An aerial reconnaissance photograph of the opposing trenches and no-man’s land between Loos and Hulluch in Artois, France, taken at 7.15 pm, 22 July 1917. German trenches are at the right and bottom, British trenches are at the top left. The vertical line to the left of centre indicates the course of a pre-war road or track. Image and Caption Credit: https://commons.wikimedia.org/wiki/File:Aerial_view_Loos-Hulluch_trench_system_July_1917.jpg labeled for noncommercial reuse.
Pershing propaganda poster
Propaganda poster of Pershing’s Crusaders. Image credit: https://c1.staticflickr.com/4/3048/3049886600_3af715fdf0_b.jpg labeled for noncommercial reuse

Tale of Two Cities – Merger

This year marks the tenth anniversary of the merger of Elko and New Market into one unified city.  Today the long-term residents of the two towns live side by side with new inhabitants, people who came to the area in search of small-town life, but who enjoy the convenience of the nearby suburbs.  The population of New Market quadrupled between 2000 and 2004 due to the influx of young professionals settling into the area.

In 2004, the city councils of both towns began to consider the possibility of a merger.  Together, the two towns drafted a Cooperation and Combination Plan which laid out the steps they would have to take for the approval and implementation of a merger.  This plan was completed and approved by both city councils in January 2006.

The merger plan was detailed, laying out the exact changes in city structure and services that would follow a successful merger.  The Cooperation and Combination Plan was especially thorough when it came to development and land use, facilities, services, finances, and governing structure, as these would be the most important elements to consider in a merger.

Even before the merger, Elko and New Market shared several services.  Elko contracted with New Market’s fire department and New Market borrowed Elko’s police department.  The two towns even shared a sewer system.  A successful merger would only compound the symbiotic relationship that existed between the two settlements.

A merger vote was held on March 21, 2006.  This was a public vote, open to all citizens of Elko and New Market.  The merger was passed with resounding success.  In Elko, 213 people voted for the merger, while only 38 voted against, and in New Market the score stood at 224 to 47.  The referendum to merge passed.

Once the merger passed, the towns’ administrators had just over nine months to implement the Cooperation and Combination Plan before the towns officially merged on January 1, 2007.  The city councils and administrators from both towns came together to form a single interim government in charge of implementing the merger plan.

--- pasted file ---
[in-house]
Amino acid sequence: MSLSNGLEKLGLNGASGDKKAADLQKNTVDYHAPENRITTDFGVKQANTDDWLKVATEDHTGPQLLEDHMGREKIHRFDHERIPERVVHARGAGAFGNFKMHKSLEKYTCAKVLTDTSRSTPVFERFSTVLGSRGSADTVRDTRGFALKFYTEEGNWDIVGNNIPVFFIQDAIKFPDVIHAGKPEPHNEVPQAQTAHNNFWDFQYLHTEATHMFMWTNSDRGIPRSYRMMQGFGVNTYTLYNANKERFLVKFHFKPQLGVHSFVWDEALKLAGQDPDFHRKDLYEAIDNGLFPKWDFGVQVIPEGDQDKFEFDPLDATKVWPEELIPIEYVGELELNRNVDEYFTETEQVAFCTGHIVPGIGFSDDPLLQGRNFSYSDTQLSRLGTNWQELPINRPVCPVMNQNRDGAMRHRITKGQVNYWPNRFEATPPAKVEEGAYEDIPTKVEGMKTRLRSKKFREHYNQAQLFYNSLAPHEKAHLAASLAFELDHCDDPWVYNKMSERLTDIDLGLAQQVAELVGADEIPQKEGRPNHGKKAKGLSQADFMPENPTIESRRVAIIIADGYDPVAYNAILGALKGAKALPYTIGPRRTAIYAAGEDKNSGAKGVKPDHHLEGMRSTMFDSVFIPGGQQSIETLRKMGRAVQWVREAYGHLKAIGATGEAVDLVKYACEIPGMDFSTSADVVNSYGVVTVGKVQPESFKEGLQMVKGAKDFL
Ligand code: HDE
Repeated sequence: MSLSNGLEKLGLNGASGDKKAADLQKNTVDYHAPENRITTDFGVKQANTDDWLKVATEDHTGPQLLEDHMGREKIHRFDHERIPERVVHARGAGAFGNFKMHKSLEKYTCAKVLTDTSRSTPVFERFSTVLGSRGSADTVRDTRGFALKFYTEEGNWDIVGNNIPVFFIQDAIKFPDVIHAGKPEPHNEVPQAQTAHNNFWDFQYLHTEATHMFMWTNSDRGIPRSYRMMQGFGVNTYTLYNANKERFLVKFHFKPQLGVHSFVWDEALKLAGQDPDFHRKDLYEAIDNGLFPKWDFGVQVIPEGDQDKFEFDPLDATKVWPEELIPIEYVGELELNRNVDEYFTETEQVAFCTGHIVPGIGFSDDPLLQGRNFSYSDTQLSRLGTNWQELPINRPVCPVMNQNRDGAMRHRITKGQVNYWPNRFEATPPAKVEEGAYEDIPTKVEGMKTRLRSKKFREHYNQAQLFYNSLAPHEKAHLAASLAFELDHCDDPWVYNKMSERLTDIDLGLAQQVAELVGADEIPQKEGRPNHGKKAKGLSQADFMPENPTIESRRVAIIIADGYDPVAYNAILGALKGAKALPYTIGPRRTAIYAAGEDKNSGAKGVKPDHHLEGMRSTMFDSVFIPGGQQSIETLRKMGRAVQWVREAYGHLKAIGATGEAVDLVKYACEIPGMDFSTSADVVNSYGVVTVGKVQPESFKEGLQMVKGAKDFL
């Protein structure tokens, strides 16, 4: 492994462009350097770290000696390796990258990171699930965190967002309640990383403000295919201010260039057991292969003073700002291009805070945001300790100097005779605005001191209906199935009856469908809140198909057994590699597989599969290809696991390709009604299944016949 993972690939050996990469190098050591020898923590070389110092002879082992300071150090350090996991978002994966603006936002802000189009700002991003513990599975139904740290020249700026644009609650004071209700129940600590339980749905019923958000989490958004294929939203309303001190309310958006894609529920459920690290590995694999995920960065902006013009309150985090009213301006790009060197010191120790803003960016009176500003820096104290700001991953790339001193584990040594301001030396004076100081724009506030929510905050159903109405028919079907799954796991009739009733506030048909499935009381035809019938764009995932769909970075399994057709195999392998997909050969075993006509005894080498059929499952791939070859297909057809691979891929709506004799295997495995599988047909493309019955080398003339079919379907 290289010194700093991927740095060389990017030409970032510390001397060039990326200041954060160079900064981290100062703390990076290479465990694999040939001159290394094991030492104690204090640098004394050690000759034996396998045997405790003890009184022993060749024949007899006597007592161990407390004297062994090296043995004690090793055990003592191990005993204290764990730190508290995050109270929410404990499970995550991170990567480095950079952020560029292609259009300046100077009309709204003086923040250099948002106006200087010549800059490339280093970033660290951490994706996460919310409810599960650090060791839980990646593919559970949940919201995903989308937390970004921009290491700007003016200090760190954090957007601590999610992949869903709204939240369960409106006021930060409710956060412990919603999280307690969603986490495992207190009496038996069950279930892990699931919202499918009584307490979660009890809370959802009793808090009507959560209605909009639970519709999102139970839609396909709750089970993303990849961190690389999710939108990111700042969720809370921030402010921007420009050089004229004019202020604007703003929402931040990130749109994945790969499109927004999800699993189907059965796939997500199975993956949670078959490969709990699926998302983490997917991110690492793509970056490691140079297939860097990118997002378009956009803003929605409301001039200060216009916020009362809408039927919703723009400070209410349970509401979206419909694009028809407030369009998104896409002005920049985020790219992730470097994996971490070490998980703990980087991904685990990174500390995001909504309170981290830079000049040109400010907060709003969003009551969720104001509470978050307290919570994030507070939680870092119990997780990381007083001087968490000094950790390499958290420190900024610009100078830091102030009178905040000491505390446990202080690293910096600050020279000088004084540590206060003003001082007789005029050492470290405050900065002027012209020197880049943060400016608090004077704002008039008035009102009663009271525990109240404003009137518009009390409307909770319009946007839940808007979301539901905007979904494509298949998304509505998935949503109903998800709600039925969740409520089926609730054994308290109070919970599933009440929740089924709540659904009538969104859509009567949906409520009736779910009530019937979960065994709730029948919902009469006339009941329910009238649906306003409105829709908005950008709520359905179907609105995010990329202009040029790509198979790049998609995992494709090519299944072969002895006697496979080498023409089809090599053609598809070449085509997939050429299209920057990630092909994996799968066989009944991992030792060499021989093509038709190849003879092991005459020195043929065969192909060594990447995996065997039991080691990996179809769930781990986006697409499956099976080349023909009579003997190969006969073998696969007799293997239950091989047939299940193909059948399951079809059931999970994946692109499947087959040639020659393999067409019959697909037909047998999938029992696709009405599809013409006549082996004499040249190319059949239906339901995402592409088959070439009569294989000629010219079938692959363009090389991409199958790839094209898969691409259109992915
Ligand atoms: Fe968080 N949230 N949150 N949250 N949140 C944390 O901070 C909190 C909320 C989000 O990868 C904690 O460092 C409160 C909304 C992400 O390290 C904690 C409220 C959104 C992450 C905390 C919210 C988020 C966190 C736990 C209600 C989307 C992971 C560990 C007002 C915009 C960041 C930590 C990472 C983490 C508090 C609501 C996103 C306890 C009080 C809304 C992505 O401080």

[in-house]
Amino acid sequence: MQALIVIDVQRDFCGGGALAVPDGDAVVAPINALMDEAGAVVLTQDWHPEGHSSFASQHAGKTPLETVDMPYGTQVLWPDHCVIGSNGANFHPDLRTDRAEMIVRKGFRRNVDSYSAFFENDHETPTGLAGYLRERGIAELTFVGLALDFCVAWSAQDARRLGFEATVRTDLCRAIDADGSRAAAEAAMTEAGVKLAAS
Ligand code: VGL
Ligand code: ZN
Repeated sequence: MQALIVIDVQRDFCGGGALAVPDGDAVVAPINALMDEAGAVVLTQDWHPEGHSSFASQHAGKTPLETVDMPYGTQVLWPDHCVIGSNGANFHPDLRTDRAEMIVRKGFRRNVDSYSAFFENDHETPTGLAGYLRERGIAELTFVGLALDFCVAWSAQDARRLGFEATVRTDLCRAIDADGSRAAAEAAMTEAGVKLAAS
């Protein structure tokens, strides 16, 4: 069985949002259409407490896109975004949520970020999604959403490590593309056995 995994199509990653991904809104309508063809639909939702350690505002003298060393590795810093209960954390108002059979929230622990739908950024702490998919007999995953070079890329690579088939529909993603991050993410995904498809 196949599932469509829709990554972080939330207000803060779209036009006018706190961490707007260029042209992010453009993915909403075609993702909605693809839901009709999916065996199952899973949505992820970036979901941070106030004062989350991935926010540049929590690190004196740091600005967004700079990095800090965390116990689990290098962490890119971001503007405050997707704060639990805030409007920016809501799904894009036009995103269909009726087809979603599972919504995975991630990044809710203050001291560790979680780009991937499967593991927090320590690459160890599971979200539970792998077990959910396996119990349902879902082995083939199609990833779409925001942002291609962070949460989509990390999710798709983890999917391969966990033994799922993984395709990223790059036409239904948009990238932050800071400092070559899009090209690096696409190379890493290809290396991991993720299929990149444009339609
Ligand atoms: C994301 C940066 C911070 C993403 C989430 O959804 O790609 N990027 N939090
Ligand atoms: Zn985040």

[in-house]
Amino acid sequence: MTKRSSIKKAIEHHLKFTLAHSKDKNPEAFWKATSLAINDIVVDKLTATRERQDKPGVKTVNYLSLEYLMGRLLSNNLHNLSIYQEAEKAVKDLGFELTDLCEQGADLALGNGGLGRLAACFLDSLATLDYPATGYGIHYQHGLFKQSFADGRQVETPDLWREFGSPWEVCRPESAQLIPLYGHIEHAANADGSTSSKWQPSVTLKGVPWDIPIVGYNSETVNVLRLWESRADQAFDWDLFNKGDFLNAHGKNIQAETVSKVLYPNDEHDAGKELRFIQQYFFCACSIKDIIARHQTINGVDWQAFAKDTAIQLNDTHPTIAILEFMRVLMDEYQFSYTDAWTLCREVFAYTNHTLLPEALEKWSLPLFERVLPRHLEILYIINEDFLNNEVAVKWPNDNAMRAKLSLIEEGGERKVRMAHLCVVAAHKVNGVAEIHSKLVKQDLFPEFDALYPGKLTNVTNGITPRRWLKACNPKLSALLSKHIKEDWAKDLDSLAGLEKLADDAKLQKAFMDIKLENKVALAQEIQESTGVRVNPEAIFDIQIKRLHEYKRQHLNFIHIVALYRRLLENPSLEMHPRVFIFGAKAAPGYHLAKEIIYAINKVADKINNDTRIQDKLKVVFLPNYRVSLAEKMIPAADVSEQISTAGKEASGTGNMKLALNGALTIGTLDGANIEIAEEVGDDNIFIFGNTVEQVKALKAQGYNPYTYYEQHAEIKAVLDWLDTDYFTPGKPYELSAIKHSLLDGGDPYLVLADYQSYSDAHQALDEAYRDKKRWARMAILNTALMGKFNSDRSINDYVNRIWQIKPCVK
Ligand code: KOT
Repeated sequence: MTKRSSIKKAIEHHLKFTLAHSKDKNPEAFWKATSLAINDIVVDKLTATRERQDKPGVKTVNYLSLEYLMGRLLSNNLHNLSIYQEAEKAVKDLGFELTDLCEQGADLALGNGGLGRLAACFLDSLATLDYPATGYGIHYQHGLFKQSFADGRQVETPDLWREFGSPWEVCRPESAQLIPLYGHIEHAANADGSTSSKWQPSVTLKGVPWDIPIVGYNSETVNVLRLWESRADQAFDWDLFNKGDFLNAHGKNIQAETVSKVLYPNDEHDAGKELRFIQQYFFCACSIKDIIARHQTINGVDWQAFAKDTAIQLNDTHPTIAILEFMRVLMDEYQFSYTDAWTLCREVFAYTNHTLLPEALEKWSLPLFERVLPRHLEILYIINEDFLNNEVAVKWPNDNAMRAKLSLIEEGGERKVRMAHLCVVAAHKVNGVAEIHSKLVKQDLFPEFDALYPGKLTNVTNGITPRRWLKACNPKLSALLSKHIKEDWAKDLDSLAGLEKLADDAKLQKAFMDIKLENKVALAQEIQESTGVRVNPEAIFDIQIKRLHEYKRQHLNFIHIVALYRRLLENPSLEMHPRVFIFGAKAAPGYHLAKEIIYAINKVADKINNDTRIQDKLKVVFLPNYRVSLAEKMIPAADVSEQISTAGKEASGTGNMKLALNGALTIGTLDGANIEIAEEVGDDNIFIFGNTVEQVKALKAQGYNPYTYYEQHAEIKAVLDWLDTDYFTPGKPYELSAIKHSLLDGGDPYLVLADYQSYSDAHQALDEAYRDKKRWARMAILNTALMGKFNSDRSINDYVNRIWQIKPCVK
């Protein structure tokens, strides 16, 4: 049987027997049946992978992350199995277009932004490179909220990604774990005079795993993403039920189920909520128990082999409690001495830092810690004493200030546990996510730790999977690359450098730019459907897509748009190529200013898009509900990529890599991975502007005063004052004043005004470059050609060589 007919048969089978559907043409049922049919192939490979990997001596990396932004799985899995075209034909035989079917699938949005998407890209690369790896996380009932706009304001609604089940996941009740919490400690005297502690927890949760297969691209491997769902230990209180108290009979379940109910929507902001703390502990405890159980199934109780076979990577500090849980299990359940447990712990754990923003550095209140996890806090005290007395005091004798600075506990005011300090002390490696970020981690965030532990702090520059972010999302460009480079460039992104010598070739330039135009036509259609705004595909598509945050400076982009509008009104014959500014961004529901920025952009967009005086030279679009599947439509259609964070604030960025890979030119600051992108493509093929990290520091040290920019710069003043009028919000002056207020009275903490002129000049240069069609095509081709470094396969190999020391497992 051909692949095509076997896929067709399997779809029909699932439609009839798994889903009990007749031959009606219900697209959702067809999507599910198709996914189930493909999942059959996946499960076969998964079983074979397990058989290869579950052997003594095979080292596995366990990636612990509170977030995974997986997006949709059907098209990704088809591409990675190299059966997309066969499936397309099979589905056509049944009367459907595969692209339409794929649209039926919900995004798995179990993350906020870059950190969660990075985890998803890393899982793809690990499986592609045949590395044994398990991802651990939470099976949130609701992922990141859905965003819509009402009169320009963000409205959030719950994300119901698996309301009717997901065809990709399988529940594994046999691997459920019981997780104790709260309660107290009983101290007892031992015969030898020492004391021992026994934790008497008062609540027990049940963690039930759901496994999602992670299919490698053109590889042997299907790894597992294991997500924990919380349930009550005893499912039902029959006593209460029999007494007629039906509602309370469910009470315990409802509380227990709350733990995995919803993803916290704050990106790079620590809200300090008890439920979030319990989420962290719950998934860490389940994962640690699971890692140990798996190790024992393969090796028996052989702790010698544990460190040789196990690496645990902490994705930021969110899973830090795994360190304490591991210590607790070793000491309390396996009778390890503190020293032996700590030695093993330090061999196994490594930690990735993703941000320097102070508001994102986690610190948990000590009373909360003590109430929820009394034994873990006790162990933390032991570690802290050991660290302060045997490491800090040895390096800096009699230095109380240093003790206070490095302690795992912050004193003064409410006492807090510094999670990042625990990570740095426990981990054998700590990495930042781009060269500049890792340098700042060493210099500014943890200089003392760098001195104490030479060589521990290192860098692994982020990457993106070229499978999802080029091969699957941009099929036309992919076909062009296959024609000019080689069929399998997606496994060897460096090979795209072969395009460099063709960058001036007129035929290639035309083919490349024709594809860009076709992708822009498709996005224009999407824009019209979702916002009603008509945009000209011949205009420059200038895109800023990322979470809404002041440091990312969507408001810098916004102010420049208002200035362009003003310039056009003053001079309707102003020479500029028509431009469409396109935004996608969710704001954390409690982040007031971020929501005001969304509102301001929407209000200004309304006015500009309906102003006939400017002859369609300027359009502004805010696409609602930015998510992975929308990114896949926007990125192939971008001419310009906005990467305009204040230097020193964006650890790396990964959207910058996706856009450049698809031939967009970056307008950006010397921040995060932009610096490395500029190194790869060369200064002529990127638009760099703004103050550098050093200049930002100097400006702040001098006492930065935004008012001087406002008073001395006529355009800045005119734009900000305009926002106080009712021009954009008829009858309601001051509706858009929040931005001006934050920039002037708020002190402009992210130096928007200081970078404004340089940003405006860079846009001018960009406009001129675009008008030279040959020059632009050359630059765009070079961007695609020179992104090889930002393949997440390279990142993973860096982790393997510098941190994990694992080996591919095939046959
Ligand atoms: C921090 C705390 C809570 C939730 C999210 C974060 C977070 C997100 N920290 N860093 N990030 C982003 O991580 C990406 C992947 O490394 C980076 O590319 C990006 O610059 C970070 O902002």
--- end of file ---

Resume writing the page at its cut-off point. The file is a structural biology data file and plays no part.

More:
Today, the unified town of Elko New Market is home to over 4,500 people, long-time natives and new arrivals alike.

To learn more about the histories of Elko and New Market and the merger that brought them together, visit the new exhibit on Elko New Market, opening soon at the Elko New Market Library.

Blog by SCHS Intern: Amanda Roberts

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Platting It All Out

Here at the SCHS we often have donations of maps.  What we have received covers a wide span of time.  These maps provides us with information regarding the changes occurring in our county over time.  Things like street maps, political maps and topographic maps are all names we have probably heard before. That’s because they’re important and not only for historians.  Street maps show us the evolution of our roadways and the changing shapes of our cities.  Political maps show us the location of our cities and the shapes of our counties.  Topographic maps show us how the very land has been shaped and reshaped over time with the influence of human populations. These all provide important information for daily use and historical information.  Of course there are more types of maps then just these three and one in particular that is worth discussing for historical interest.  That is the plat map.19980140108Plat maps have a much narrower focus than any of the other maps already discussed. These maps cover only a small section of a city.  Plat maps like this were made when a land owner or land owners had their land surveyed and divided into plots. Generally this land is sold to others plot by plot.  For people interested in buying any of these plots, the plat map is useful for providing necessary information about what is available on those plots of land.19980140101Looking at this closeup we can analyze the plots of a plat map more closely.  Significant for every plat map is the compass as seen prominently displayed in the lower left of this image.  This helps show how this map is orienting its depiction of the land and helps to more accurately determine how a plot of land is shaped when inspecting it.  A plat map tells us the size of a plot.  Looking at the plot in the upper left hand corner labeled with a 7, we see other little numbers running along the insides of the polygon.  These numbers inform us that the southern side of the property is 166.90 ft., the eastern side is 135 ft., the northern side is 120 ft., and the western side is 142.92 ft.  Prospective land owners are also given information such as how their property faces roadways and how lakes and rivers interact with plots.  We can see here that plots 4 and 5 of the second section are lakeside properties, having borders along Lake Hanrahan.  Plats also indicate if part of your land is designated as an easement.  Depending on what type of easement your property has, the indicated section can be used for purposes other than the owner’s, such as building a new public roadway.  So, for a potential land owner, a plat map can help you learn what you’re getting from a piece of land.